Inspired to Develop a New Generation of Talent

Inspired to Develop a New Generation of Talent

Weerada Sucharitkul, Graduating Class of 1997

Weerada Sucharitkul took lessons learned during her time in the IB programme with her as she faced the challenges of university and started her own business. A member of the first graduating class of Bangkok Patana in 1997, Weerada looks back on her time here and how it inspired her to start her own business and work to develop future leaders in South East Asia.

“I am Thai but with dual citizenship British nationality, I have lived most of my adult life in the UK and even growing up we lived a lot of my childhood overseas. Before my father retired as a diplomat, we lived in Canberra in Australia, the Netherlands, Indonesia and Malaysia. That’s the funny thing about international students, we have lived all over.”

“I was a member of the first graduating class and the first IB programme at Bangkok Patana. The majority of my childhood was abroad so going to an international school was a good fit for me. It was my first experience of IB and actually the first time I had heard of it. At the time, it was one of the few schools in Bangkok to offer IB; my father felt it was important for me to get a British education.”

“I loved the breadth of subjects offered in IB and found the Theory of Knowledge (TOK) very interesting. The outside of school experiences were the ones I valued the most through different CAS activities. I taught children at an international kindergarten and taught English to students in grades 4 – 6 at one of the local schools nearby. That was the spark that inspired to do what I do now. Those experiences really stayed with me and enriched me as a person long after graduating.”

“After graduating I went to the International Economics programme at Thammasat University, it was a new programme at the time. My parents wanted to me to understand the Thai culture a bit more and get to know people here. I went to McGill University in Canada for six months as an exchange student and that gave me a taste for living overseas. After Thammasat I received the Matsushita Panasonic scholarship from Panasonic to earn my first Master’s degree in International Relations at the International University of Japan.”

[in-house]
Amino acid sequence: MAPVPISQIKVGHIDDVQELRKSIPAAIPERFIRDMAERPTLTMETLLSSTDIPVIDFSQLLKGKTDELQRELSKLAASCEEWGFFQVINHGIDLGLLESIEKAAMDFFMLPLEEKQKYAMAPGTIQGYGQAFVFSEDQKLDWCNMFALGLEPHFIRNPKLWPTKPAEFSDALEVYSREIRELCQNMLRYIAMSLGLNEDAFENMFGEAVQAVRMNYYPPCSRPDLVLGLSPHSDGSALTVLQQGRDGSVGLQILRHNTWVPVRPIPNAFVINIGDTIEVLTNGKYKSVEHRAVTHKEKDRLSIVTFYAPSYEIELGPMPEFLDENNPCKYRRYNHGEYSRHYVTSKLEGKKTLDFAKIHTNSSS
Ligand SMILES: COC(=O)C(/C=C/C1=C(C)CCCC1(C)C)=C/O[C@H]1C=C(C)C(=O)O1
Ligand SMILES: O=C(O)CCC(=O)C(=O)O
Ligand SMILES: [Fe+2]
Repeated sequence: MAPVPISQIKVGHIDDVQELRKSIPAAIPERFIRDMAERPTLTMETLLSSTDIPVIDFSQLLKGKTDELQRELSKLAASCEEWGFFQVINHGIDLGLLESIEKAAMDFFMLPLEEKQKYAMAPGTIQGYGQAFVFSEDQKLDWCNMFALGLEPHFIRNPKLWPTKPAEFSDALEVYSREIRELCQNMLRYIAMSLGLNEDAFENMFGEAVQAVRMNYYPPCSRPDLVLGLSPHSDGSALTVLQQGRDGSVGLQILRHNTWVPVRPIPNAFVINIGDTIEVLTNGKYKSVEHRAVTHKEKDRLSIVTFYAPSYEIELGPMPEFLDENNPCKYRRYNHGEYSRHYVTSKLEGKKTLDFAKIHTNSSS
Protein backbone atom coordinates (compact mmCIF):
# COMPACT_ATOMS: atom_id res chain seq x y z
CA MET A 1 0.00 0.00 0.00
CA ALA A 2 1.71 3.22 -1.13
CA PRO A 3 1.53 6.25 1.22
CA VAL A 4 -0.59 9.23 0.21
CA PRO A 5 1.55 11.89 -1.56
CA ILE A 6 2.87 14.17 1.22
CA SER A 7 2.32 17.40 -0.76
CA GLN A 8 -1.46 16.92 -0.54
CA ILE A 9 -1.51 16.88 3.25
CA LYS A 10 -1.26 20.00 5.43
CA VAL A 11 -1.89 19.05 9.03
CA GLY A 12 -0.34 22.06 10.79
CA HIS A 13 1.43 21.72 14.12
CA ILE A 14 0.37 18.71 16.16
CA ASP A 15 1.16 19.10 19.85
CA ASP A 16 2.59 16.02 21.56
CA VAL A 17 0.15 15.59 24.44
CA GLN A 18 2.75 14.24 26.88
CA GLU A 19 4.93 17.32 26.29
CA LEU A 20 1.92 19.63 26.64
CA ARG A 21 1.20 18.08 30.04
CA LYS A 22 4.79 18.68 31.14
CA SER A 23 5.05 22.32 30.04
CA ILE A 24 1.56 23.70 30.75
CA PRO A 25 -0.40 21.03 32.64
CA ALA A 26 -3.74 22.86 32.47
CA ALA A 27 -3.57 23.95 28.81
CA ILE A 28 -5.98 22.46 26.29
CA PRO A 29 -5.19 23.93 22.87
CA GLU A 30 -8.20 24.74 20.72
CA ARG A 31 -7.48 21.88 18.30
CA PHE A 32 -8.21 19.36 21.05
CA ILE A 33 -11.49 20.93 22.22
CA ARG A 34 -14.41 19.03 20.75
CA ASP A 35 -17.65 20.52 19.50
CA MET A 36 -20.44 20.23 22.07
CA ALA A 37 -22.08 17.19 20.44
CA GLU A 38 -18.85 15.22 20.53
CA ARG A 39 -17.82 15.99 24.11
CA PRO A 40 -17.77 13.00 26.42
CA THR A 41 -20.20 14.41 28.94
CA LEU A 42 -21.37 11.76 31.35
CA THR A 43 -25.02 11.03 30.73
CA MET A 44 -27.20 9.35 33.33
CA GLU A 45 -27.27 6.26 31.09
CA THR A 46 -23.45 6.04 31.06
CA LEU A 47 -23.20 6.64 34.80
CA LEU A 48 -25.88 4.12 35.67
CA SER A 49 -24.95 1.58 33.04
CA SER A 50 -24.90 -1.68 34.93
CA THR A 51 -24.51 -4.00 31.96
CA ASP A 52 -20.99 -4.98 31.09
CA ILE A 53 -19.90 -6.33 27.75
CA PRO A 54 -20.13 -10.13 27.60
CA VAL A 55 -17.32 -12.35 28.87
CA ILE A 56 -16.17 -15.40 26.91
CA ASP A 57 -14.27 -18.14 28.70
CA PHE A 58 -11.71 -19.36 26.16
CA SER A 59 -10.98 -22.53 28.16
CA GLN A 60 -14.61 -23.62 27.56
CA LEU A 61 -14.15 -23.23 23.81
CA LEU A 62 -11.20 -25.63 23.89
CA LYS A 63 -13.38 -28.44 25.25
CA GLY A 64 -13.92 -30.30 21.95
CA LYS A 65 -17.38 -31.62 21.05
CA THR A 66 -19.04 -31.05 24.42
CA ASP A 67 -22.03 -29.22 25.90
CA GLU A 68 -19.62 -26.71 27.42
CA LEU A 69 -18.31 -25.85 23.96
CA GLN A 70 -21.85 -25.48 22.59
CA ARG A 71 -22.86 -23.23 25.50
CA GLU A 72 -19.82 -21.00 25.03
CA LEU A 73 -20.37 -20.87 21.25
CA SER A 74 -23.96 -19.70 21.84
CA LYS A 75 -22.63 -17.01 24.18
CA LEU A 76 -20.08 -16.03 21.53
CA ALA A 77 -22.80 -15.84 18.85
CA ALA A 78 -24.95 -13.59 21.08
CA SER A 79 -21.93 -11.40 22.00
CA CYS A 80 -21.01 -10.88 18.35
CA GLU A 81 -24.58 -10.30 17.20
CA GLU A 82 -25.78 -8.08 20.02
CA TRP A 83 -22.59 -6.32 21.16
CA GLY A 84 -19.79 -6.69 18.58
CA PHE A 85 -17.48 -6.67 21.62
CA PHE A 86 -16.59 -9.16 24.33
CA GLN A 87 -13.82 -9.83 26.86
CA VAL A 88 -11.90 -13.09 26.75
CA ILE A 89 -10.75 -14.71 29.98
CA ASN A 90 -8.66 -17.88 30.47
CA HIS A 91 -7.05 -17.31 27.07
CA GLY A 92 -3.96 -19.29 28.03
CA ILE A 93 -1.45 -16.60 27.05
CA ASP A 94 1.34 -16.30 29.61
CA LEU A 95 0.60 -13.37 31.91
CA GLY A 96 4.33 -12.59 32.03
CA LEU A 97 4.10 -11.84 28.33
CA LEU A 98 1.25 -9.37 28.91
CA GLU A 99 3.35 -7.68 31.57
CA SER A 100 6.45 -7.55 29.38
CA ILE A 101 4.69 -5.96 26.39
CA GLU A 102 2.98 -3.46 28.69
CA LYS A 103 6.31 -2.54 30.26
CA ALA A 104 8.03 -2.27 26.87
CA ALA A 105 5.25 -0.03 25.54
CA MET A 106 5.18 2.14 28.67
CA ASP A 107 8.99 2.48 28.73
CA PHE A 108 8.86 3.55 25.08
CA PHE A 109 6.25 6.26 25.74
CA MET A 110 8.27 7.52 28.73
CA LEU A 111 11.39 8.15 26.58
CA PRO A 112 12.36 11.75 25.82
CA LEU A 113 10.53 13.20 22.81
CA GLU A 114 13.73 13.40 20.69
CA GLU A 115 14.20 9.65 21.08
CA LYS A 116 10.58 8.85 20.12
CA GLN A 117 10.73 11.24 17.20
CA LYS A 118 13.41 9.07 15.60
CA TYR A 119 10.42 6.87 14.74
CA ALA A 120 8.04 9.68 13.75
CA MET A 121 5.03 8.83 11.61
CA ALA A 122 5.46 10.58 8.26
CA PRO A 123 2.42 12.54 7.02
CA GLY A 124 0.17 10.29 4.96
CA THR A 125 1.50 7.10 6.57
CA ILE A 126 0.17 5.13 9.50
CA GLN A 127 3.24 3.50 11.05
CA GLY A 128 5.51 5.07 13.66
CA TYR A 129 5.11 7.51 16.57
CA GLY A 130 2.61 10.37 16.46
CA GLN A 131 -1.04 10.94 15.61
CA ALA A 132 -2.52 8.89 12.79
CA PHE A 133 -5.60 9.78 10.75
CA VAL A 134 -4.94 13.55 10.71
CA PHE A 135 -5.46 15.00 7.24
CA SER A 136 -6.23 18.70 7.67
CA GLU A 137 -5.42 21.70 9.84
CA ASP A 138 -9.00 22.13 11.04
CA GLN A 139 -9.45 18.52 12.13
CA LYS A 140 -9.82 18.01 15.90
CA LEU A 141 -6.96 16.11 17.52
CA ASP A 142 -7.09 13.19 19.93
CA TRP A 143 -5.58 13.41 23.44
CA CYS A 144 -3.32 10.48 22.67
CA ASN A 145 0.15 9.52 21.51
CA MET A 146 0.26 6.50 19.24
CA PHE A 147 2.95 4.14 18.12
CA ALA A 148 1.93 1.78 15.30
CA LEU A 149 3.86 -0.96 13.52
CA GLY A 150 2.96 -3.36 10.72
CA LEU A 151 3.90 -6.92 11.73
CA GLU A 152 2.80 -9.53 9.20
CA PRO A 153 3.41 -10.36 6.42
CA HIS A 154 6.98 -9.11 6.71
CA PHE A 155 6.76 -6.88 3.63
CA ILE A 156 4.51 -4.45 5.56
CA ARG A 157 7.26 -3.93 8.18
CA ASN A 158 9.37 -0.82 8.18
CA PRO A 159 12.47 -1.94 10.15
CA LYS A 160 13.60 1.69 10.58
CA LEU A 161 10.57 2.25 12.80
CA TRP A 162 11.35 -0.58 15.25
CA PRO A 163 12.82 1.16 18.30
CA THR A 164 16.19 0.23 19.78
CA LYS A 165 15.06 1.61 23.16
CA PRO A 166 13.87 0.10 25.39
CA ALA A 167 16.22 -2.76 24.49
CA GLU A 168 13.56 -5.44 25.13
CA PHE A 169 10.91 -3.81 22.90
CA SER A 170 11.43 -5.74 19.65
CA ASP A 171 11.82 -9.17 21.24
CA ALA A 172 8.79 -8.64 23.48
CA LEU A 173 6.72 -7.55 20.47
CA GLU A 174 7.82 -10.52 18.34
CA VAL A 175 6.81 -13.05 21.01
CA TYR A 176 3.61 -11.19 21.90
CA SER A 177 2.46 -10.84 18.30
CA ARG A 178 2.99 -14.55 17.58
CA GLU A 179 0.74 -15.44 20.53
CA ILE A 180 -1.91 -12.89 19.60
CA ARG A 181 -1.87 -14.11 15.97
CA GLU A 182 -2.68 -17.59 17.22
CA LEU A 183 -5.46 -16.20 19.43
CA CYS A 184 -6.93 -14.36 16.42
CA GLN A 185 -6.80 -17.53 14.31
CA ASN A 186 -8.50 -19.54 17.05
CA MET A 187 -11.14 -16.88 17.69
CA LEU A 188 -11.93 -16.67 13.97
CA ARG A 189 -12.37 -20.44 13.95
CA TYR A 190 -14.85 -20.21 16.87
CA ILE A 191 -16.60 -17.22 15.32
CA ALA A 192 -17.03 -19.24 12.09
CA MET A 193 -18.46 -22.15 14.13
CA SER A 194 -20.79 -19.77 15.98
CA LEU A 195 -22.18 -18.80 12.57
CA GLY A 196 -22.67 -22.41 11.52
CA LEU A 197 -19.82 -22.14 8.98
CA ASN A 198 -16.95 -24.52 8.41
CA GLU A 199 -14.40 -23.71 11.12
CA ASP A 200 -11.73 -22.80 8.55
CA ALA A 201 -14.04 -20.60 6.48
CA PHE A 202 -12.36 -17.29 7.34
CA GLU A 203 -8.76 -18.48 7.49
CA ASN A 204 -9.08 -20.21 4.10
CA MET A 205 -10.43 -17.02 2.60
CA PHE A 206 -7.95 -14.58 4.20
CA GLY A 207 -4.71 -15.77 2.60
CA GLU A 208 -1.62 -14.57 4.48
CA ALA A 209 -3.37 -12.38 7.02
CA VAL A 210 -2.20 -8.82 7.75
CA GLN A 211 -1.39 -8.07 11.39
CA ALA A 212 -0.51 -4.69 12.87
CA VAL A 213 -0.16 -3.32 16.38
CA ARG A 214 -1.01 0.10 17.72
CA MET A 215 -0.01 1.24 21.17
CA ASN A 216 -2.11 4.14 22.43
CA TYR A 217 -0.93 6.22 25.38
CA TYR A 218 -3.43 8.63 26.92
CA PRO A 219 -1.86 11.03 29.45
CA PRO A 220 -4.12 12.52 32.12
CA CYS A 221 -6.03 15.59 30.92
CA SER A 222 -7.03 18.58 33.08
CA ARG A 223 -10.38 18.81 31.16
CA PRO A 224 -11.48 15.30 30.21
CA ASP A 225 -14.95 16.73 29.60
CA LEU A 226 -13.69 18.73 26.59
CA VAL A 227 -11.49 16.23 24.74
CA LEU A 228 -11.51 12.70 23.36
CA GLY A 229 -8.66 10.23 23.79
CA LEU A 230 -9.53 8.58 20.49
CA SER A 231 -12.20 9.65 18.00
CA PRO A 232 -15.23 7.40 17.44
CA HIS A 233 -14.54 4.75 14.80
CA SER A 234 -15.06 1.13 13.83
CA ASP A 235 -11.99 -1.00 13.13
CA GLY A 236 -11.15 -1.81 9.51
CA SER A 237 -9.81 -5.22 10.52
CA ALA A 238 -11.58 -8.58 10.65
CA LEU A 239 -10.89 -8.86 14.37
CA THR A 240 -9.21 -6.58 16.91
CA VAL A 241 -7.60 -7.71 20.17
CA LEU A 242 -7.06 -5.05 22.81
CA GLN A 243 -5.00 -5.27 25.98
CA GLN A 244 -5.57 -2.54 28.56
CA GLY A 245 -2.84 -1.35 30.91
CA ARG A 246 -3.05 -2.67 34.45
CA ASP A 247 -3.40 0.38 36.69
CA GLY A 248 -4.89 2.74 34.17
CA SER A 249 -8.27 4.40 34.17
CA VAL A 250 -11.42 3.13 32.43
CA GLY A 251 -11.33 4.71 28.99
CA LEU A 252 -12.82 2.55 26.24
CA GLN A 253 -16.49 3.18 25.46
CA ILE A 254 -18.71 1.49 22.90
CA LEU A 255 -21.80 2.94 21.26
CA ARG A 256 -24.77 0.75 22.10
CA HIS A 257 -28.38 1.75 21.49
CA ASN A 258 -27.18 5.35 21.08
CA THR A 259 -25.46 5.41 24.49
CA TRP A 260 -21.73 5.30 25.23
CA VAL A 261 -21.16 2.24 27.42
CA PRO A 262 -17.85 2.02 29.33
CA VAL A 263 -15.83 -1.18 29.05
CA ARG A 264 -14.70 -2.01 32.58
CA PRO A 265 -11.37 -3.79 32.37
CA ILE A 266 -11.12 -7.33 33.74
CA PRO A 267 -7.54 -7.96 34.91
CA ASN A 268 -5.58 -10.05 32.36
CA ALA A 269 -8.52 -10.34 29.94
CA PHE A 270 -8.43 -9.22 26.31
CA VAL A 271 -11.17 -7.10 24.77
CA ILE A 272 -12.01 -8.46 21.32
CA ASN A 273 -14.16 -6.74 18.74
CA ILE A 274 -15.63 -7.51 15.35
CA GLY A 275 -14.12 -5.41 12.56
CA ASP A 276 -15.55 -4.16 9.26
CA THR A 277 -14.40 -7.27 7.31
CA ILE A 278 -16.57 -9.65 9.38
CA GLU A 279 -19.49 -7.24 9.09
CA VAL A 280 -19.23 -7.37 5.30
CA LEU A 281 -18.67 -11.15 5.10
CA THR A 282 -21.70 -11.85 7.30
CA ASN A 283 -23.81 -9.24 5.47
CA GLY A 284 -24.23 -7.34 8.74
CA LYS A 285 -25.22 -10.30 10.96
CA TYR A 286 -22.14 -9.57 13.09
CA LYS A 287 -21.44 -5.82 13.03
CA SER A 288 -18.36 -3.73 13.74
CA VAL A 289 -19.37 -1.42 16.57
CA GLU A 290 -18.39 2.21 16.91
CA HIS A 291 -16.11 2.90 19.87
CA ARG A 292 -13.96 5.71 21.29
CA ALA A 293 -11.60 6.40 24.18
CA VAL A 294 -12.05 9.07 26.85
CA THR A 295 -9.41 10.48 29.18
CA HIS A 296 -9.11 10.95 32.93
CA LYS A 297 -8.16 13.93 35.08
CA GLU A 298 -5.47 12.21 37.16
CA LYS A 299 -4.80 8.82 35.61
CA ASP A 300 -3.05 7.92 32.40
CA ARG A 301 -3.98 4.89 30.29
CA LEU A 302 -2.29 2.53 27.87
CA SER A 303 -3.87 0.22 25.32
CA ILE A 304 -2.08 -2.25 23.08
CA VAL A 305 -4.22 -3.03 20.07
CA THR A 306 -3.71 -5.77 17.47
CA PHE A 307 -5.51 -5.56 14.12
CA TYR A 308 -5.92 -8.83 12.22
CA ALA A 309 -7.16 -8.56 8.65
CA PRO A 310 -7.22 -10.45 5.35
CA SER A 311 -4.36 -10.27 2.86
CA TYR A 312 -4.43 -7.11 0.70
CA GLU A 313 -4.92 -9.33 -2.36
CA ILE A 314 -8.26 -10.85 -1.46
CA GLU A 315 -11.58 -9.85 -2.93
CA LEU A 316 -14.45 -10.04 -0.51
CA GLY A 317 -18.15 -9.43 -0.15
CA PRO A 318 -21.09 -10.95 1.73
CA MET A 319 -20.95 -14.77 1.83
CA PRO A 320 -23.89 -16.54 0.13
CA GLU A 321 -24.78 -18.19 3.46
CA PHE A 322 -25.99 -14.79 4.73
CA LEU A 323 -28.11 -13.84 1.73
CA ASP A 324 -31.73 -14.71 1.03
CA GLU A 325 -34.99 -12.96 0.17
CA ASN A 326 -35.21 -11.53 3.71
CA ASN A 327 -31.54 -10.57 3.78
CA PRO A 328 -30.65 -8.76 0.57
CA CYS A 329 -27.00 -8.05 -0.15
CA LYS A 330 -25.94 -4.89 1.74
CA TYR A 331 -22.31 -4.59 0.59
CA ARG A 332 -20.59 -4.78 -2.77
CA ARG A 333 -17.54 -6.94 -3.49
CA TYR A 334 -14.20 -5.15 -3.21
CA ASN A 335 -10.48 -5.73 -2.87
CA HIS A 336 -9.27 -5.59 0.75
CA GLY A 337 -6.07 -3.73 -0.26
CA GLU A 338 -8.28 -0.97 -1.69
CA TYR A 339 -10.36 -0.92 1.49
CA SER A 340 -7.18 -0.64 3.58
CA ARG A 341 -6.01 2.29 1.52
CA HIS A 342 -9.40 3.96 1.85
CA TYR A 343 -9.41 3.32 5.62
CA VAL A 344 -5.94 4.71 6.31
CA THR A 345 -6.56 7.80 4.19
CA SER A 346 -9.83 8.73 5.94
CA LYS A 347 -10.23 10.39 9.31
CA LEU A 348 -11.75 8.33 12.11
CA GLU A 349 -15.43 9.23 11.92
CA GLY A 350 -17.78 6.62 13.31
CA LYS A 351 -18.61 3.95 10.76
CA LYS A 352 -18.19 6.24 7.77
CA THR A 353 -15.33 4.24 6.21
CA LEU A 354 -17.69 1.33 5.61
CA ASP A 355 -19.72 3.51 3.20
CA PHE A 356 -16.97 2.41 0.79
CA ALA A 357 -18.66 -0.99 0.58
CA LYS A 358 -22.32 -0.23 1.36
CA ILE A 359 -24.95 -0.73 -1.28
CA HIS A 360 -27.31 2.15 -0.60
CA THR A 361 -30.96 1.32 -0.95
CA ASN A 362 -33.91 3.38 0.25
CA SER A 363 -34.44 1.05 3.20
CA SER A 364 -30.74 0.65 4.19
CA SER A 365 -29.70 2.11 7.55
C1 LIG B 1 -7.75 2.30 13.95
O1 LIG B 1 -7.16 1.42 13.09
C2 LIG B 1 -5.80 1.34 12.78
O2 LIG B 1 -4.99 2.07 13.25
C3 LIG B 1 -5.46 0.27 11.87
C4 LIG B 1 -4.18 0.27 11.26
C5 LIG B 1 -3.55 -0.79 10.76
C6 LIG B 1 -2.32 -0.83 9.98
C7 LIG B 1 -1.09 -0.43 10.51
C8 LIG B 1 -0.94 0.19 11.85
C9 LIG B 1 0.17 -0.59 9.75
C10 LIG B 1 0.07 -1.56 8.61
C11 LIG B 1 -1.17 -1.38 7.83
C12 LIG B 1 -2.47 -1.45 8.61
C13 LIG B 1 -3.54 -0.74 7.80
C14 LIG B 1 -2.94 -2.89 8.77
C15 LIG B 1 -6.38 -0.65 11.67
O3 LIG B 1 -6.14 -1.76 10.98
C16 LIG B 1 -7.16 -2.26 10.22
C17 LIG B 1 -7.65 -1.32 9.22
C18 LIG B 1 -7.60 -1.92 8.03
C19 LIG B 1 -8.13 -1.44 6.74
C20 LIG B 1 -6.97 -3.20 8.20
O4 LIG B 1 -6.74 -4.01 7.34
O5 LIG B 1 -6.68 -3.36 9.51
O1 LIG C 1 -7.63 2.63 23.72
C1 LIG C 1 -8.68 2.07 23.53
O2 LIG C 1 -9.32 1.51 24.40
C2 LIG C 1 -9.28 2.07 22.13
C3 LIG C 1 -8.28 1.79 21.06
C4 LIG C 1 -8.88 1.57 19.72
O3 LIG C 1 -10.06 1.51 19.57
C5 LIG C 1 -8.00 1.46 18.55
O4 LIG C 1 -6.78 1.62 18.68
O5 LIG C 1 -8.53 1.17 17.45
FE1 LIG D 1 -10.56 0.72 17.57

“I have two half brothers in the UK and my father’s wish was to connect with that side of my family – so I applied for and received a scholarship to attend Cambridge where I earned my Master’s degree of Philosophy in Management.”

“I co-founded FilmDoo in the UK. Initially we started out as a film distribution platform with an idea to help people connect and discover the world. Then we started to see that 80 percent of our hits were coming from language related searches. I saw this is an oppor- tunity to use video content for language learning to its full potential. Learning by video gives context, helps create empathy and allows people to learn ef- fectively and interact. It’s a more natu- ral way for children to learn language. To learn a language you have to live a language, you can read it but you also need to hear it and use it.”

“We started experimenting with technology that can take any film into an interactive game; it’s a flexible technology that can be used for any video content. It’s gamified learning – interactive learning while they are watching a video. We found that younger students spend four hours a day watching online content, that’s the way they learn and interact with their peers. So, we decided, let them learn where they are. Give them films and videos they can watch for homework, ultimately it encourages them to interact more frequently with learning content. We started off with language learning but now we are using it with K-12 subjects, as well as training such as multicultural leadership and diversity inclusion.”

“Since 2015, FilmDoo now has over 300,000 registered users from 194 countries and over 4,000 films. We partner with major organisations across technology, film, language learning and edtech.”


“I want to spend more time in Thailand in the next ten years; I would like to expand my business – the mission ethos is what I have always believed; the greater good of building bridges, inspiring empathy in other people’s cultures, promoting diversity and better integration of gender, race is key to my belief system. I want to be in a position to help develop a new generation of SE Asian talent, definitely helping more females and allowing them to follow their own path.”

“I want to show that being a failure is a role model in itself, to inspire younger generations that it’s ok to struggle, it’s ok to try and it’s ok to stand up for yourself. I want to be in that position to share my experience, especially in SE Asia; to inspire them to go on to their path and be more empathetic leaders. I would love to start my own investment fund to actively go out and help female entrepreneurs because I know how hard it is to raise capital – I didn’t have the network and the connections to get start- ed. I would love to help upcoming independent filmmakers with film projects in Thailand and SE Asia. I hope to help others get started on their own path.”

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